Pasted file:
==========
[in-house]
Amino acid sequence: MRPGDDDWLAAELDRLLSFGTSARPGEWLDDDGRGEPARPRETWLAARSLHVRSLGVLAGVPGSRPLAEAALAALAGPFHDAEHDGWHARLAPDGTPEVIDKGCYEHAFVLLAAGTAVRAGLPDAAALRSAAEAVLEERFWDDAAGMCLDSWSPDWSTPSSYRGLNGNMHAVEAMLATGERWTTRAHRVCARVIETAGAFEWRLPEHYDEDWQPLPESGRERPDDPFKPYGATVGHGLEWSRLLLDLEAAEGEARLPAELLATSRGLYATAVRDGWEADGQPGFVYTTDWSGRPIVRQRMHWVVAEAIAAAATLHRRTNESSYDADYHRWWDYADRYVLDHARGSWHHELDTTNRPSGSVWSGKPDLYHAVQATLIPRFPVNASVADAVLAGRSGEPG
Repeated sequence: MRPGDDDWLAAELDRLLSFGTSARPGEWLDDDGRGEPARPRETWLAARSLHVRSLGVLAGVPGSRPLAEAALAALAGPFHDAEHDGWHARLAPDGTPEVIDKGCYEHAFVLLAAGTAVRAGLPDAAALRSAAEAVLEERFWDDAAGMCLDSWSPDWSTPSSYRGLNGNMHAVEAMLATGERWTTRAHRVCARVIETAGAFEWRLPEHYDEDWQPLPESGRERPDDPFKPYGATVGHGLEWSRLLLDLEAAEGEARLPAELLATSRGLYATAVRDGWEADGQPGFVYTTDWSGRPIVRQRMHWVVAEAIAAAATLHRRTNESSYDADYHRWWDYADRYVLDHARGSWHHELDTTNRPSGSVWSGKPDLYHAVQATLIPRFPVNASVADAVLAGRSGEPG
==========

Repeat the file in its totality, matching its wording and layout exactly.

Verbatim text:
[in-house]
Amino acid sequence: MRPGDDDWLAAELDRLLSFGTSARPGEWLDDDGRGEPARPRETWLAARSLHVRSLGVLAGVPGSRPLAEAALAALAGPFHDAEHDGWHARLAPDGTPEVIDKGCYEHAFVLLAAGTAVRAGLPDAAALRSAAEAVLEERFWDDAAGMCLDSWSPDWSTPSSYRGLNGNMHAVEAMLATGERWTTRAHRVCARVIETAGAFEWRLPEHYDEDWQPLPESGRERPDDPFKPYGATVGHGLEWSRLLLDLEAAEGEARLPAELLATSRGLYATAVRDGWEADGQPGFVYTTDWSGRPIVRQRMHWVVAEAIAAAATLHRRTNESSYDADYHRWWDYADRYVLDHARGSWHHELDTTNRPSGSVWSGKPDLYHAVQATLIPRFPVNASVADAVLAGRSGEPG
Repeated sequence: MRPGDDDWLAAELDRLLSFGTSARPGEWLDDDGRGEPARPRETWLAARSLHVRSLGVLAGVPGSRPLAEAALAALAGPFHDAEHDGWHARLAPDGTPEVIDKGCYEHAFVLLAAGTAVRAGLPDAAALRSAAEAVLEERFWDDAAGMCLDSWSPDWSTPSSYRGLNGNMHAVEAMLATGERWTTRAHRVCARVIETAGAFEWRLPEHYDEDWQPLPESGRERPDDPFKPYGATVGHGLEWSRLLLDLEAAEGEARLPAELLATSRGLYATAVRDGWEADGQPGFVYTTDWSGRPIVRQRMHWVVAEAIAAAATLHRRTNESSYDADYHRWWDYADRYVLDHARGSWHHELDTTNRPSGSVWSGKPDLYHAVQATLIPRFPVNASVADAVLAGRSGEPG